I've learned a lot about extended bolusing for certain things from this forum.

    But I'm not the food police either. We make choices together and aim for a happy balance.
     
  12. ecs1516

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    We still eat white rice and pasta and pizza, and restaurant foods. For most restaurant foods and pizza we do combo(dual) waves. White rice and pasta does not seem to affect us. We always have a protein with it or cheese on it.

    Typical dinner. Last night grilled chicken, corn, and mashed potatoes.
    night before, instant potato crusted Tilapea with steamed broccoli and whole wheat rolls

    To your last question we limit or avoid only a couple of foods like poptarts. ALthough the fiber ones work okay for us I still think they are cardboard. I guess for us over the years we just have learned how to change the combos to work as good as we can for certain foods. Extending the wave for high fat or large amounts of food. We use about 1 1/2 hour 50-50 wave if we eat fast food.
     
  13. jules12

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    We do something similar - I figure when he gets to be a teenager and out on his own without me - he will eat the pizza, doughnut, etc. so we might as well learn how to deal with it. I have said no to desert if he was high but we usually bring it home with us. If it is a kid's party, however, he has what they are having.

    Poptarts are always an issue at our house too - I have tried to rule them out but we do buy them 2-3 times a year. I just can't seem to bolus for them correctly!
     
  14. Tigerlilly's mom

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    We have done everything that is possible to make diabetes fit into our lives. Sometimes this means no McDonalds or greasy pizza before a game, due to the fact that I haven't quite nailed down that combo bolus 100% of the time to prevent the drop and then the spike.

    So I don't say NO to any particular foods altogether, I sometimes say "not right now". Tyler also prefers to have "his perfect pre-game bg" so he doesn't usually argue. It's great when they come to the realization of their bg's effecting the way they perform on the field/rink:cwds:
     
  15. denise3099

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    dd goes high on pizza and fast food. We don't limit pizza b/c we love pizza so I just know she needs not only more insulin but a good 5 hour temp basal of 120%. We do limit fast food b/c that's not good for you anyway. And when I found out that a mcdonald's vanilla shake had 105 carbs for the small--well that was the end of that! How can that possibly be good for you? that's a once a year treat, if that, and that includes for all of us.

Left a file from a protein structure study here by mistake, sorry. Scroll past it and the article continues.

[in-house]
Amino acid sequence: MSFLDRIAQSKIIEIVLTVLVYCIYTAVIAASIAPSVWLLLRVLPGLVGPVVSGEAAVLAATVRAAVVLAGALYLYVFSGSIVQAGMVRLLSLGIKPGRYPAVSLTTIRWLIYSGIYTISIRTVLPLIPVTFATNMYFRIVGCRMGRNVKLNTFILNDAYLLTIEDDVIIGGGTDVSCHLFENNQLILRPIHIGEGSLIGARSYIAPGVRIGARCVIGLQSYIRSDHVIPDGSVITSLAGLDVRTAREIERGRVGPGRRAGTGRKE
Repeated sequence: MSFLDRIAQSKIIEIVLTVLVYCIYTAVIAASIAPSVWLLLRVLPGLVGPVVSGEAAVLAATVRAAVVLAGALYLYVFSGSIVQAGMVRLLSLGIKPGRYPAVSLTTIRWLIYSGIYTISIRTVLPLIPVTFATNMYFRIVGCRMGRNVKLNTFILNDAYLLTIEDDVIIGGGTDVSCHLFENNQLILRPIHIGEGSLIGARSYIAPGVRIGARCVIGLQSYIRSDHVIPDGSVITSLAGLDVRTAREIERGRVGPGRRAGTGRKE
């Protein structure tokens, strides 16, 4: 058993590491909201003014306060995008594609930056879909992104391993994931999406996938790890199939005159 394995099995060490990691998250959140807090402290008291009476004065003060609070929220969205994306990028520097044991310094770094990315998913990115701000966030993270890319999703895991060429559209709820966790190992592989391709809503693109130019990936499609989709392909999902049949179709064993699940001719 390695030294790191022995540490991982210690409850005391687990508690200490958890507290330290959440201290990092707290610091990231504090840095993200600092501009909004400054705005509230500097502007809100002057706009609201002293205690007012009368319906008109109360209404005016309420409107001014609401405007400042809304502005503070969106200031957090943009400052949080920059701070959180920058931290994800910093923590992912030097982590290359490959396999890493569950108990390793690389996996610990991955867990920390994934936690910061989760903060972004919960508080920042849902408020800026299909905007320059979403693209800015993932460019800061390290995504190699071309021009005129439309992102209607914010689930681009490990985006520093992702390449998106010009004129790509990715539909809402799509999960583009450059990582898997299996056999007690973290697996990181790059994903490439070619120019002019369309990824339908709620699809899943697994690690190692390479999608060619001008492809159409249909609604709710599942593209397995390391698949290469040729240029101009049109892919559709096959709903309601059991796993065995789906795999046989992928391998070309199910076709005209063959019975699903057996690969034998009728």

Look, we all like to say that our kids can eat whatever they want, but we all really know that's not true. Some foods are problematic for some ppl and are best avoided or limited. In general we try to keep a relatively healthy diet for the whole family and try to learn to dose accordingly for problem foods. And foods that are both problems AND not helathy, well, who needs that, so we limit it to special occasions only. Generally though it's best to learn to dose for foods that are either good for you or that you love and can't be without, and limit "treats" for the whole family. (Except macaroons--that's God's food. :D )
     
  16. selketine

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    And to note, William does beautifully with poptarts - not the healthiest food - I even started calling them (in my head anyway) "beautiful poptarts." If every food could be like poptarts for him - I'd be a genius. Eggs drive me crazy though - and it certainly can't be the carbs.

    Sometimes a bit of a high fat food works well before he has a strenuous activity - a little square of fudge worked great before he went out to play in the snow. Not that I advocate routinely eating fudge - but sometimes that is a good way to work things in.

    I've found that some foods that used to bother him - don't as he gets older - and other food are more of a problem. I just wanted to add that it takes trial and error to see what your child's problem foods are - I wouldn't avoid things always (like some people find bananas difficult) just because you have read they could be problematic.
     
  17. wilf

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    In general for us it comes down to whether the difficult foods are healthy or not - I am not going to spend sleepless nights trying to figure out how to perfect the bolus for some junkfood when there are other options available.

    On the other hand if it's new grain like quinoa or something then it's worth doing the work needed to get it figured out.
     
  18. suz

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    As much as is possible we make D fit in with our lifestyle - which means no foods are off-limits, but as others have said, if your already have a high number going into a meal then desert may be saved for another night!

    Both my kids are allowed candy, they always have been. BUT it's always been in moderation as a treat and that hasn't, and won't, change. They have both also always been big fruit and veggie eaters (thankfully!)

    Before D, we had a lot of pasta/rice in our meals, because DS is picky and that's something he'd always eat. But now I have found that because we still struggle with dosing correctly for those kind of foods, that I only cook them on nights that I know are probably going to be difficult anyway, due to things such as playdates, soccer practice or whatever.

    Like someone else said, I know we would all benefit from eating healthier so I guess it's been an unconscious decision that we have started including a lot more healthy foods into our diet as a family, not just for DS.

    Store-bought cupcakes have always made me cringe with the amount of fake-sugary icing they pile on top - since D came into our lives, it just makes that shudder a little bit worse :D